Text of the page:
The suspect then reportedly attempted to rip off the victim’s hijab and, once it was askew, began tearing at her hair. Finally, she left the area but not before the victim snapped a few pictures of her.
In the photos, the woman stands with her face contorted with anger. She’s pointing an accusing finger at the camera. In one, her mouth is gaping, her eyes are narrowed and one hand is balled into a fist — the picture of hatred.
“We would like to find out ourselves what … the motive was,” London Police spokesman Sandasha Bough told CBC. “After that, then we will continue with the investigation. It’s definitely very concerning for anyone to be assaulted for no apparent reason.”
The victim sustained minor injuries.
It’s the second aggression against Muslims in Canada since the beginning of Ramadan, the holy month of fasting observed by Muslims around the world.
The other occurred around 2:30 a.m. Sunday.
A man had finished praying at the Quebec City mosque. As he opened the door to leave, he noticed a package on the doorstep.
It must have looked like a nice present at first glance, with bushy ribbons decorating the top, accompanied a note with the words “Bonne appétit” written in thick, black capital letters.
A closer look would reveal an odd detail: The picture of a pig, exposing its underbelly in a seductive sprawl, the kind bikini models long ago made famous.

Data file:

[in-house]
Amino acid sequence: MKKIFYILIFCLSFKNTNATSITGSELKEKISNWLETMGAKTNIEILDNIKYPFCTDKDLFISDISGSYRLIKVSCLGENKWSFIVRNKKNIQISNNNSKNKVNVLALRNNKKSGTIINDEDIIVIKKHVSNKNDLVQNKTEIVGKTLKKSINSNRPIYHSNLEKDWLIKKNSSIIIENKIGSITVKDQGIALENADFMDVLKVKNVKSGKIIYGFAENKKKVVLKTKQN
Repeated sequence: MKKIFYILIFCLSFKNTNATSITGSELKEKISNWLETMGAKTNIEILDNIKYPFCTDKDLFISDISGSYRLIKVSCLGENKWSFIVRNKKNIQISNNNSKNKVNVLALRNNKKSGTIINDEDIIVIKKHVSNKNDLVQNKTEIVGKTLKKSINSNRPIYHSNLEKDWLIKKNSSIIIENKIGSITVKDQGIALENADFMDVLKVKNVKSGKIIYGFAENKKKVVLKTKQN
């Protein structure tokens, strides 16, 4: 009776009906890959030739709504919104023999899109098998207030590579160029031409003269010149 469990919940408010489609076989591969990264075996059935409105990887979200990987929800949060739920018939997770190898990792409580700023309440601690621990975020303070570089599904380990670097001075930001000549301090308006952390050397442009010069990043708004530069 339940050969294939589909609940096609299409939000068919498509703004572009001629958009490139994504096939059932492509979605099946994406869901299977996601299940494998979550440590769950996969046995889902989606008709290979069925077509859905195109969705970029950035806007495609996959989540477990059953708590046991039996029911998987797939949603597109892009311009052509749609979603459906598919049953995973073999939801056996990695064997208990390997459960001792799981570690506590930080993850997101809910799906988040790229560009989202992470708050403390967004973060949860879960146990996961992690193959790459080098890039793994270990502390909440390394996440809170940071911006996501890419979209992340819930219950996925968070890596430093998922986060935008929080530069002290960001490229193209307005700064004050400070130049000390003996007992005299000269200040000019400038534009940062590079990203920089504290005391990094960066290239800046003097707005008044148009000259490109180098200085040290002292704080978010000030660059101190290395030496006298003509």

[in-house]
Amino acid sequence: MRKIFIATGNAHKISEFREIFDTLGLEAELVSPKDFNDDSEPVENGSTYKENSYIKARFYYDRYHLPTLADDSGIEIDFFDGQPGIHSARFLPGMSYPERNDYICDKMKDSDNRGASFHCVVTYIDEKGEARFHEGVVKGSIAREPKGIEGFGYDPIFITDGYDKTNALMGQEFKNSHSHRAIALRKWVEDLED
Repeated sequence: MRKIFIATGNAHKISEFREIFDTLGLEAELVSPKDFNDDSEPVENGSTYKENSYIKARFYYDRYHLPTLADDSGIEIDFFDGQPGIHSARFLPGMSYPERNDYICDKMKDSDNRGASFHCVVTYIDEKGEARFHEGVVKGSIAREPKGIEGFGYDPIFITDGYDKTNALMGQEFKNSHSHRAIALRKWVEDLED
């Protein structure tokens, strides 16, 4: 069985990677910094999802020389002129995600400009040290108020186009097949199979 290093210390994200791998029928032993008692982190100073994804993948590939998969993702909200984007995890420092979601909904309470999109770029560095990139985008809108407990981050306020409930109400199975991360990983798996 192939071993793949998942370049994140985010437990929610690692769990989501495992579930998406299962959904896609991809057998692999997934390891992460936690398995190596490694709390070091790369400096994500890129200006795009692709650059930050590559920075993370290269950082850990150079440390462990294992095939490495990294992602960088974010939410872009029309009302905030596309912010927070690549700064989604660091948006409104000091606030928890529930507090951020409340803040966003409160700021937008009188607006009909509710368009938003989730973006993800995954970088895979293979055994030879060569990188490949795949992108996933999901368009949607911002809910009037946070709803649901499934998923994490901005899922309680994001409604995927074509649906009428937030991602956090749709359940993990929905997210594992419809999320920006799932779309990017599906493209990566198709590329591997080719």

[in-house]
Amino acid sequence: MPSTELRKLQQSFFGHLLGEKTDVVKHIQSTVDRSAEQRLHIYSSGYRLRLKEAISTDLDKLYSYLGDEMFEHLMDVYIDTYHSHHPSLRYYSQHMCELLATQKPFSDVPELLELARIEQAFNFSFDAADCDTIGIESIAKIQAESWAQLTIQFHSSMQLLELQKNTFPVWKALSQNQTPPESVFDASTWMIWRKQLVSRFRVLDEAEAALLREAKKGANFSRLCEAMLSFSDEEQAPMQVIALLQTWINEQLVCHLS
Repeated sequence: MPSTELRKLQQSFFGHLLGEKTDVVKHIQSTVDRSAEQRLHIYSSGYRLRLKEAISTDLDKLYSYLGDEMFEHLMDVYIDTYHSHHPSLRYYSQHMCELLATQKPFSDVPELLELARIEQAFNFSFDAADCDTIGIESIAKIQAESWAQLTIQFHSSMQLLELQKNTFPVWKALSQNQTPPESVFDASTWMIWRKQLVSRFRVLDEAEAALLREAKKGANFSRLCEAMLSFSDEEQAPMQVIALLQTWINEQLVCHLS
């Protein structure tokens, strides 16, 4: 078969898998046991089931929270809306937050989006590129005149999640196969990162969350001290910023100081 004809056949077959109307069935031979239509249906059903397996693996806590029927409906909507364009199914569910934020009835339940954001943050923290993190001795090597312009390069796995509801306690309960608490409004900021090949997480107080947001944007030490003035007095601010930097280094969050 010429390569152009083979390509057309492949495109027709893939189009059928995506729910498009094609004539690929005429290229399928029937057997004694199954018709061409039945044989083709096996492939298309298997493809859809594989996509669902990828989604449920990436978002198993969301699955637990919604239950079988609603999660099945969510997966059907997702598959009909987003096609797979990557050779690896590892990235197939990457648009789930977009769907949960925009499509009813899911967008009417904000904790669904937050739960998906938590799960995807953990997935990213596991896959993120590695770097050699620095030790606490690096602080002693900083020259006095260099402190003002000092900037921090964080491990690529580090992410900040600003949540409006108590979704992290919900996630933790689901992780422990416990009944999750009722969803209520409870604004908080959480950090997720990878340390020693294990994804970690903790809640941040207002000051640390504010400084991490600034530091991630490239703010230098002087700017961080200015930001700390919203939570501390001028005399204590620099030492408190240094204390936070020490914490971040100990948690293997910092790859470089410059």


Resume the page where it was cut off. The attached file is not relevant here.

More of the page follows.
An even closer look would reveal it to be a grotesque package.
Wrapped in the crinkly cellophane, under bright bows, was a bloody, fleshy mass: A severed pig’s head, still dripping fluids. Observant Muslims do not consume pork and leaving a pig’s head at a mosque has become an all-too frequent gesture of hate among anti-Muslim bigots across the globe. A similar incident occurred in Philadelphia last year.
The president of the mosque did not appear worried about catching the perpetrator.
“It is a waste of time, money and energy. We have high-definition cameras,” Mohamed Yangui told CBC. “We will certainly find the person who did this.”
Yangui thinks it’s an isolated incident — he said this happens about once a year — and he thinks the mosque has a good standing in the community.
“We love everyone,” Yangui said. “We have no problem with anyone and we respect people. We hope it’s mutual. And we are always here to give the image of the good Muslim to all Quebecers.”
Others, though, feel differently.
“I’m tired, I’m exhausted. I am hurt and I’m disappointed,” Saleha Khan of the National Council of Canadian Muslims told CBC. “Part of me doesn’t want to give up hope, because if I give up hope, I’ll probably curl up and never want to come out in public. You just sort of buckle down and say, okay, I’ve got more work to do now.”
At an open house held Sunday in Quebec City to discuss relations between Muslims and the community, Jean-Yves Duclos, the federal minister responsible for the Quebec City region, condemned the act.
“Any form of intolerance, hatred and unjustified incomprehension has to be condemned,” he said. “We must continue to promote inclusion and integration.”
Both investigations remain open.